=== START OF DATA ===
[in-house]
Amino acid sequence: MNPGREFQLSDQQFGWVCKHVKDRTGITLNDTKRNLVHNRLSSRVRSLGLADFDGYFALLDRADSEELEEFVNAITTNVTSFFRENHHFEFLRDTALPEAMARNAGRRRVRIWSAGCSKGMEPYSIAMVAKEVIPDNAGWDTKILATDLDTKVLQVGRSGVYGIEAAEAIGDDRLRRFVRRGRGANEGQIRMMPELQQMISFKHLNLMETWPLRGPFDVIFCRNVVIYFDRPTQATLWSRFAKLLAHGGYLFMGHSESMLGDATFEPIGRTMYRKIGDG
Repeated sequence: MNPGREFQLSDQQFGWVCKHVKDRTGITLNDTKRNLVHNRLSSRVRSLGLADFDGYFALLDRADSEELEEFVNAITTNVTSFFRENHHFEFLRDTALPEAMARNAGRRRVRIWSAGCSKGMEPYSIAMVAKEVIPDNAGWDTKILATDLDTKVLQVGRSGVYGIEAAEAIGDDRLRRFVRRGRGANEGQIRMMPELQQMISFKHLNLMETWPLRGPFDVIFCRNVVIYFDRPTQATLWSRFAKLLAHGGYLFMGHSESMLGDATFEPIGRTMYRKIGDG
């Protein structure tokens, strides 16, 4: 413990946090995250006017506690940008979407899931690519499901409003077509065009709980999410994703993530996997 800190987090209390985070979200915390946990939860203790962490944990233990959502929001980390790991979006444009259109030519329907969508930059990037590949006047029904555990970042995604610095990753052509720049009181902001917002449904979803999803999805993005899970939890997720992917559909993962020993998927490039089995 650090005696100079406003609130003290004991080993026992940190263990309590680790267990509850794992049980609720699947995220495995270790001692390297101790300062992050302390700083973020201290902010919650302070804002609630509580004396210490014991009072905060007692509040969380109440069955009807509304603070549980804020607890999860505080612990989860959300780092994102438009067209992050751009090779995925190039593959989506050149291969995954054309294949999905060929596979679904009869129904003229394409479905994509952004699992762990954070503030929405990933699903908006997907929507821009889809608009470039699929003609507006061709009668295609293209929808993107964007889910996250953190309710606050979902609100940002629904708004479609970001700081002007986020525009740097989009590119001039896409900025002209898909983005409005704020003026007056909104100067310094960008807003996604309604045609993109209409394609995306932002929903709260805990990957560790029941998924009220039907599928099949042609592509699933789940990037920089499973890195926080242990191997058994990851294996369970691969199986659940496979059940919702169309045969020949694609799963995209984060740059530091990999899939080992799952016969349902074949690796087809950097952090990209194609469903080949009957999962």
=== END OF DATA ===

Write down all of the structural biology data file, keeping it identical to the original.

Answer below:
[in-house]
Amino acid sequence: MNPGREFQLSDQQFGWVCKHVKDRTGITLNDTKRNLVHNRLSSRVRSLGLADFDGYFALLDRADSEELEEFVNAITTNVTSFFRENHHFEFLRDTALPEAMARNAGRRRVRIWSAGCSKGMEPYSIAMVAKEVIPDNAGWDTKILATDLDTKVLQVGRSGVYGIEAAEAIGDDRLRRFVRRGRGANEGQIRMMPELQQMISFKHLNLMETWPLRGPFDVIFCRNVVIYFDRPTQATLWSRFAKLLAHGGYLFMGHSESMLGDATFEPIGRTMYRKIGDG
Repeated sequence: MNPGREFQLSDQQFGWVCKHVKDRTGITLNDTKRNLVHNRLSSRVRSLGLADFDGYFALLDRADSEELEEFVNAITTNVTSFFRENHHFEFLRDTALPEAMARNAGRRRVRIWSAGCSKGMEPYSIAMVAKEVIPDNAGWDTKILATDLDTKVLQVGRSGVYGIEAAEAIGDDRLRRFVRRGRGANEGQIRMMPELQQMISFKHLNLMETWPLRGPFDVIFCRNVVIYFDRPTQATLWSRFAKLLAHGGYLFMGHSESMLGDATFEPIGRTMYRKIGDG
């Protein structure tokens, strides 16, 4: 413990946090995250006017506690940008979407899931690519499901409003077509065009709980999410994703993530996997 800190987090209390985070979200915390946990939860203790962490944990233990959502929001980390790991979006444009259109030519329907969508930059990037590949006047029904555990970042995604610095990753052509720049009181902001917002449904979803999803999805993005899970939890997720992917559909993962020993998927490039089995 650090005696100079406003609130003290004991080993026992940190263990309590680790267990509850794992049980609720699947995220495995270790001692390297101790300062992050302390700083973020201290902010919650302070804002609630509580004396210490014991009072905060007692509040969380109440069955009807509304603070549980804020607890999860505080612990989860959300780092994102438009067209992050751009090779995925190039593959989506050149291969995954054309294949999905060929596979679904009869129904003229394409479905994509952004699992762990954070503030929405990933699903908006997907929507821009889809608009470039699929003609507006061709009668295609293209929808993107964007889910996250953190309710606050979902609100940002629904708004479609970001700081002007986020525009740097989009590119001039896409900025002209898909983005409005704020003026007056909104100067310094960008807003996604309604045609993109209409394609995306932002929903709260805990990957560790029941998924009220039907599928099949042609592509699933789940990037920089499973890195926080242990191997058994990851294996369970691969199986659940496979059940919702169309045969020949694609799963995209984060740059530091990999899939080992799952016969349902074949690796087809950097952090990209194609469903080949009957999962």